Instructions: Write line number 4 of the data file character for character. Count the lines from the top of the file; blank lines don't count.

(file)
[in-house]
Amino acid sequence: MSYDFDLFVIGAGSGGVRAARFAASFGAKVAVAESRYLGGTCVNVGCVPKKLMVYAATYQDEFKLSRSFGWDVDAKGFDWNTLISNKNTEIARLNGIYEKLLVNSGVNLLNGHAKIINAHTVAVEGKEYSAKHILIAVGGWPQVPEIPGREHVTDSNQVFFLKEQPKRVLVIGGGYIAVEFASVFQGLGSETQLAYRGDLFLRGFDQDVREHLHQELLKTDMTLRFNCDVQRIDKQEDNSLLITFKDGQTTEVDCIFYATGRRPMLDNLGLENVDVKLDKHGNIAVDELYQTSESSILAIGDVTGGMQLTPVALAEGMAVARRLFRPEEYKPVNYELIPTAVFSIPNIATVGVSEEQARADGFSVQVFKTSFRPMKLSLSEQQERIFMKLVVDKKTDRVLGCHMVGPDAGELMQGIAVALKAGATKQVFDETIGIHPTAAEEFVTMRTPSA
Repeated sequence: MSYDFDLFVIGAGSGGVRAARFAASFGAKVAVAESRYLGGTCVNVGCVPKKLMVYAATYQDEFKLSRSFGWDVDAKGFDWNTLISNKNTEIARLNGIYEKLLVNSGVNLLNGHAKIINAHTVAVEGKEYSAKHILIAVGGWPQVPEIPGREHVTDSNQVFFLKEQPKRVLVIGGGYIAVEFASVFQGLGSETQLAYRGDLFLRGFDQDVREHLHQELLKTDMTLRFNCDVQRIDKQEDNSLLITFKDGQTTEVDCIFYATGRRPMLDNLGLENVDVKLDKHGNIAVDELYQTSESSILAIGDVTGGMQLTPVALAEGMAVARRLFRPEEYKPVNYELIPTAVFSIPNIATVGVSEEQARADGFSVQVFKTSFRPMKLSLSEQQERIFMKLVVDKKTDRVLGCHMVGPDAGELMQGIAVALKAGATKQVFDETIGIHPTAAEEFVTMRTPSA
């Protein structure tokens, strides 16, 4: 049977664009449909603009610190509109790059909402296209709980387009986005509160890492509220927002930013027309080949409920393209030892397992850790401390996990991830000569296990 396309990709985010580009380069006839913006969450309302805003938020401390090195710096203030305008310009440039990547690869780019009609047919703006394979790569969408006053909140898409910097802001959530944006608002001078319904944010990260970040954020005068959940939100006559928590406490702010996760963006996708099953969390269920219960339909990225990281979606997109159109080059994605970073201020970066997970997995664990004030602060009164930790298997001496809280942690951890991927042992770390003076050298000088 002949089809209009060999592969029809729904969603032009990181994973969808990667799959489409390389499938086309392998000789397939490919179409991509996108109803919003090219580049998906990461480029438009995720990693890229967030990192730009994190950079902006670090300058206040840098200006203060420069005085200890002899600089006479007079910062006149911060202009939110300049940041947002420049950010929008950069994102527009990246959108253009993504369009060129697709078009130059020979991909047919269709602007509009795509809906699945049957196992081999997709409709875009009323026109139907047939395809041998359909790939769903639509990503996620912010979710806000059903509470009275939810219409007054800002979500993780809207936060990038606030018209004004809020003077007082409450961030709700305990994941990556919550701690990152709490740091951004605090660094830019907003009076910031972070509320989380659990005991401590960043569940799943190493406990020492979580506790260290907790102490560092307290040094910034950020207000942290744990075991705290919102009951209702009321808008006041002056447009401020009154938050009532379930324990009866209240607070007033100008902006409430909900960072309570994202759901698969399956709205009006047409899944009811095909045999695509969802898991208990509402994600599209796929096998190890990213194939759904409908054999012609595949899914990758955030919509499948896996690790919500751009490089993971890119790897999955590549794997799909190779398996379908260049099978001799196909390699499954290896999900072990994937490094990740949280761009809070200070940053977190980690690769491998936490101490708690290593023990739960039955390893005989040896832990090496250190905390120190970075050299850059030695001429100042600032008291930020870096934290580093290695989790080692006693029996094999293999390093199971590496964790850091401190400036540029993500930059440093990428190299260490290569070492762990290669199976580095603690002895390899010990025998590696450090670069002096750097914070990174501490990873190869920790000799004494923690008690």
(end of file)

């Protein structure tokens, strides 16, 4: 049977664009449909603009610190509109790059909402296209709980387009986005509160890492509220927002930013027309080949409920393209030892397992850790401390996990991830000569296990 396309990709985010580009380069006839913006969450309302805003938020401390090195710096203030305008310009440039990547690869780019009609047919703006394979790569969408006053909140898409910097802001959530944006608002001078319904944010990260970040954020005068959940939100006559928590406490702010996760963006996708099953969390269920219960339909990225990281979606997109159109080059994605970073201020970066997970997995664990004030602060009164930790298997001496809280942690951890991927042992770390003076050298000088 002949089809209009060999592969029809729904969603032009990181994973969808990667799959489409390389499938086309392998000789397939490919179409991509996108109803919003090219580049998906990461480029438009995720990693890229967030990192730009994190950079902006670090300058206040840098200006203060420069005085200890002899600089006479007079910062006149911060202009939110300049940041947002420049950010929008950069994102527009990246959108253009993504369009060129697709078009130059020979991909047919269709602007509009795509809906699945049957196992081999997709409709875009009323026109139907047939395809041998359909790939769903639509990503996620912010979710806000059903509470009275939810219409007054800002979500993780809207936060990038606030018209004004809020003077007082409450961030709700305990994941990556919550701690990152709490740091951004605090660094830019907003009076910031972070509320989380659990005991401590960043569940799943190493406990020492979580506790260290907790102490560092307290040094910034950020207000942290744990075991705290919102009951209702009321808008006041002056447009401020009154938050009532379930324990009866209240607070007033100008902006409430909900960072309570994202759901698969399956709205009006047409899944009811095909045999695509969802898991208990509402994600599209796929096998190890990213194939759904409908054999012609595949899914990758955030919509499948896996690790919500751009490089993971890119790897999955590549794997799909190779398996379908260049099978001799196909390699499954290896999900072990994937490094990740949280761009809070200070940053977190980690690769491998936490101490708690290593023990739960039955390893005989040896832990090496250190905390120190970075050299850059030695001429100042600032008291930020870096934290580093290695989790080692006693029996094999293999390093199971590496964790850091401190400036540029993500930059440093990428190299260490290569070492762990290669199976580095603690002895390899010990025998590696450090670069002096750097914070990174501490990873190869920790000799004494923690008690």